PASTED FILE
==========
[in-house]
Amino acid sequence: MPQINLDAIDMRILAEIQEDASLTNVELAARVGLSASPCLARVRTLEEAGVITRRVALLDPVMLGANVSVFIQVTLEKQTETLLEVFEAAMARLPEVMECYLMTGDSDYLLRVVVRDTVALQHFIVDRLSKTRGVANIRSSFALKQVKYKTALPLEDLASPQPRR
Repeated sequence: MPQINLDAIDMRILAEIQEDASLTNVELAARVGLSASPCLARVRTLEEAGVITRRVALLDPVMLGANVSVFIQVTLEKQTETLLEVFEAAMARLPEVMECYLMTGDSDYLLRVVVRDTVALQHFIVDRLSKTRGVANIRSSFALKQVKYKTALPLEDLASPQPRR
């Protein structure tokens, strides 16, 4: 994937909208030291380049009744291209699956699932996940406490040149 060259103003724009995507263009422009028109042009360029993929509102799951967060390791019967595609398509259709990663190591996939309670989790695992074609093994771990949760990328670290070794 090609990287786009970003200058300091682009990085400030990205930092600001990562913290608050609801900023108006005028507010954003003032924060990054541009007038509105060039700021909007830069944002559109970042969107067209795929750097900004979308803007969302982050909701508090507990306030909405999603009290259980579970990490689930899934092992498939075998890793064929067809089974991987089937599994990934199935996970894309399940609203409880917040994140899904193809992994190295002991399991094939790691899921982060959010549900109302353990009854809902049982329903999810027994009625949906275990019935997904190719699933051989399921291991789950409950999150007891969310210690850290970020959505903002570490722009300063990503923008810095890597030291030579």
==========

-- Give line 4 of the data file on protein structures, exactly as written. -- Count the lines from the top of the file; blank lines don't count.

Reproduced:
């Protein structure tokens, strides 16, 4: 994937909208030291380049009744291209699956699932996940406490040149 060259103003724009995507263009422009028109042009360029993929509102799951967060390791019967595609398509259709990663190591996939309670989790695992074609093994771990949760990328670290070794 090609990287786009970003200058300091682009990085400030990205930092600001990562913290608050609801900023108006005028507010954003003032924060990054541009007038509105060039700021909007830069944002559109970042969107067209795929750097900004979308803007969302982050909701508090507990306030909405999603009290259980579970990490689930899934092992498939075998890793064929067809089974991987089937599994990934199935996970894309399940609203409880917040994140899904193809992994190295002991399991094939790691899921982060959010549900109302353990009854809902049982329903999810027994009625949906275990019935997904190719699933051989399921291991789950409950999150007891969310210690850290970020959505903002570490722009300063990503923008810095890597030291030579």